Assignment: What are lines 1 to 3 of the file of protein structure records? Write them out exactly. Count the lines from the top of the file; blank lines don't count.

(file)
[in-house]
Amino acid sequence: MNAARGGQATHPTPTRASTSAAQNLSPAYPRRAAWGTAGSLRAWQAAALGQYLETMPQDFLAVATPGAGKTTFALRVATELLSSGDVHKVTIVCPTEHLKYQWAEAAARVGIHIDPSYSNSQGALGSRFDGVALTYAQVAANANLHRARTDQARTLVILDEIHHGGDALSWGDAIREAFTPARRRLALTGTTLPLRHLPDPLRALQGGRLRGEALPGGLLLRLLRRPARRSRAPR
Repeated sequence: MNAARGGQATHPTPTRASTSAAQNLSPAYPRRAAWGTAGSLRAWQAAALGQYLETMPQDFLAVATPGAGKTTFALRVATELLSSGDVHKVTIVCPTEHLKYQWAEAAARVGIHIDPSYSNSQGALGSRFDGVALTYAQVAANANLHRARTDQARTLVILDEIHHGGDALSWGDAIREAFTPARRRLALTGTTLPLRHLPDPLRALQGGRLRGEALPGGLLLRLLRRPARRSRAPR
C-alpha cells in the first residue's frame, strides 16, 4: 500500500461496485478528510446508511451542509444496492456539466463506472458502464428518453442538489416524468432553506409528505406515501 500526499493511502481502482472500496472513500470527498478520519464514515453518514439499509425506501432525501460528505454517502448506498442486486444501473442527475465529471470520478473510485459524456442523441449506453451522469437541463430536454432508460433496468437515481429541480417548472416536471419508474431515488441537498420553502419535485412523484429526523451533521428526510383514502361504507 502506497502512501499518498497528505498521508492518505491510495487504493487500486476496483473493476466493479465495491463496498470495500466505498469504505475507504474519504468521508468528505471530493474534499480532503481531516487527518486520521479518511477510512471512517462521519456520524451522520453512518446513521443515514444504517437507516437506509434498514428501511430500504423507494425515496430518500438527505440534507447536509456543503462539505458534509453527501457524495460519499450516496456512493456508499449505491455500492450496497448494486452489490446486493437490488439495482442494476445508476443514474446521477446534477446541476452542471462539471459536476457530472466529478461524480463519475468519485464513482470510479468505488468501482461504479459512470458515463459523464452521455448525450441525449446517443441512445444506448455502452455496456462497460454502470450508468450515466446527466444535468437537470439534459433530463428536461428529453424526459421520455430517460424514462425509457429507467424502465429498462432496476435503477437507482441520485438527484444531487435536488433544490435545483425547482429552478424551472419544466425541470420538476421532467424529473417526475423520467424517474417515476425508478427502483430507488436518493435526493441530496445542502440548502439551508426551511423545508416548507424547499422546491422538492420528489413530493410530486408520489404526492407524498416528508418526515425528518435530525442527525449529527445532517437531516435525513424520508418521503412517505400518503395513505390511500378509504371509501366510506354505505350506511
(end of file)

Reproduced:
[in-house]
Amino acid sequence: MNAARGGQATHPTPTRASTSAAQNLSPAYPRRAAWGTAGSLRAWQAAALGQYLETMPQDFLAVATPGAGKTTFALRVATELLSSGDVHKVTIVCPTEHLKYQWAEAAARVGIHIDPSYSNSQGALGSRFDGVALTYAQVAANANLHRARTDQARTLVILDEIHHGGDALSWGDAIREAFTPARRRLALTGTTLPLRHLPDPLRALQGGRLRGEALPGGLLLRLLRRPARRSRAPR
Repeated sequence: MNAARGGQATHPTPTRASTSAAQNLSPAYPRRAAWGTAGSLRAWQAAALGQYLETMPQDFLAVATPGAGKTTFALRVATELLSSGDVHKVTIVCPTEHLKYQWAEAAARVGIHIDPSYSNSQGALGSRFDGVALTYAQVAANANLHRARTDQARTLVILDEIHHGGDALSWGDAIREAFTPARRRLALTGTTLPLRHLPDPLRALQGGRLRGEALPGGLLLRLLRRPARRSRAPR